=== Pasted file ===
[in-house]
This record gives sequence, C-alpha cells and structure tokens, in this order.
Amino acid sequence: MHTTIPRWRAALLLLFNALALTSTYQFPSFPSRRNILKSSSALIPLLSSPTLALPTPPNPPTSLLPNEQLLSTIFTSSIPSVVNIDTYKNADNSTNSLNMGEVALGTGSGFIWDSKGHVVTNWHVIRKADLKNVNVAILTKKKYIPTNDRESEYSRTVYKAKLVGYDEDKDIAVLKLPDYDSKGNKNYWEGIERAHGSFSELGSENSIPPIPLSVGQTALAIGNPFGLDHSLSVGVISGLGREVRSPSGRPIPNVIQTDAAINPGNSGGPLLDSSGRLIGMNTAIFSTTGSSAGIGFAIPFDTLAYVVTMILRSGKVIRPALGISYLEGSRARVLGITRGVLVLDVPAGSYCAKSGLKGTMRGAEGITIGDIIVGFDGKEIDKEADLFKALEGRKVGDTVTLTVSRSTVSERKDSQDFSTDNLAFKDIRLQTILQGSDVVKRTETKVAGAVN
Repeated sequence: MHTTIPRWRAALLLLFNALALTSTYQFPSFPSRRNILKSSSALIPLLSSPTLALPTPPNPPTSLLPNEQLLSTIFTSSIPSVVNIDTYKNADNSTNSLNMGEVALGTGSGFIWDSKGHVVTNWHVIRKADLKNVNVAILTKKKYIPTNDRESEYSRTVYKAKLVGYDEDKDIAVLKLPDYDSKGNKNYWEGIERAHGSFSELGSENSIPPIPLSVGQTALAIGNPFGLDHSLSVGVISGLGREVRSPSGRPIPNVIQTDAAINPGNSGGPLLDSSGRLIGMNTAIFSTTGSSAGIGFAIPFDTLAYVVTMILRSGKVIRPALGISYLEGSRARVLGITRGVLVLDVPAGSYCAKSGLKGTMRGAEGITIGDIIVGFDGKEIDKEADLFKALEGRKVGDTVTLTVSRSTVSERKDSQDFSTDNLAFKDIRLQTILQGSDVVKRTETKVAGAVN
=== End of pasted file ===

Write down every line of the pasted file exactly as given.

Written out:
[in-house]
This record gives sequence, C-alpha cells and structure tokens, in this order.
Amino acid sequence: MHTTIPRWRAALLLLFNALALTSTYQFPSFPSRRNILKSSSALIPLLSSPTLALPTPPNPPTSLLPNEQLLSTIFTSSIPSVVNIDTYKNADNSTNSLNMGEVALGTGSGFIWDSKGHVVTNWHVIRKADLKNVNVAILTKKKYIPTNDRESEYSRTVYKAKLVGYDEDKDIAVLKLPDYDSKGNKNYWEGIERAHGSFSELGSENSIPPIPLSVGQTALAIGNPFGLDHSLSVGVISGLGREVRSPSGRPIPNVIQTDAAINPGNSGGPLLDSSGRLIGMNTAIFSTTGSSAGIGFAIPFDTLAYVVTMILRSGKVIRPALGISYLEGSRARVLGITRGVLVLDVPAGSYCAKSGLKGTMRGAEGITIGDIIVGFDGKEIDKEADLFKALEGRKVGDTVTLTVSRSTVSERKDSQDFSTDNLAFKDIRLQTILQGSDVVKRTETKVAGAVN
Repeated sequence: MHTTIPRWRAALLLLFNALALTSTYQFPSFPSRRNILKSSSALIPLLSSPTLALPTPPNPPTSLLPNEQLLSTIFTSSIPSVVNIDTYKNADNSTNSLNMGEVALGTGSGFIWDSKGHVVTNWHVIRKADLKNVNVAILTKKKYIPTNDRESEYSRTVYKAKLVGYDEDKDIAVLKLPDYDSKGNKNYWEGIERAHGSFSELGSENSIPPIPLSVGQTALAIGNPFGLDHSLSVGVISGLGREVRSPSGRPIPNVIQTDAAINPGNSGGPLLDSSGRLIGMNTAIFSTTGSSAGIGFAIPFDTLAYVVTMILRSGKVIRPALGISYLEGSRARVLGITRGVLVLDVPAGSYCAKSGLKGTMRGAEGITIGDIIVGFDGKEIDKEADLFKALEGRKVGDTVTLTVSRSTVSERKDSQDFSTDNLAFKDIRLQTILQGSDVVKRTETKVAGAVN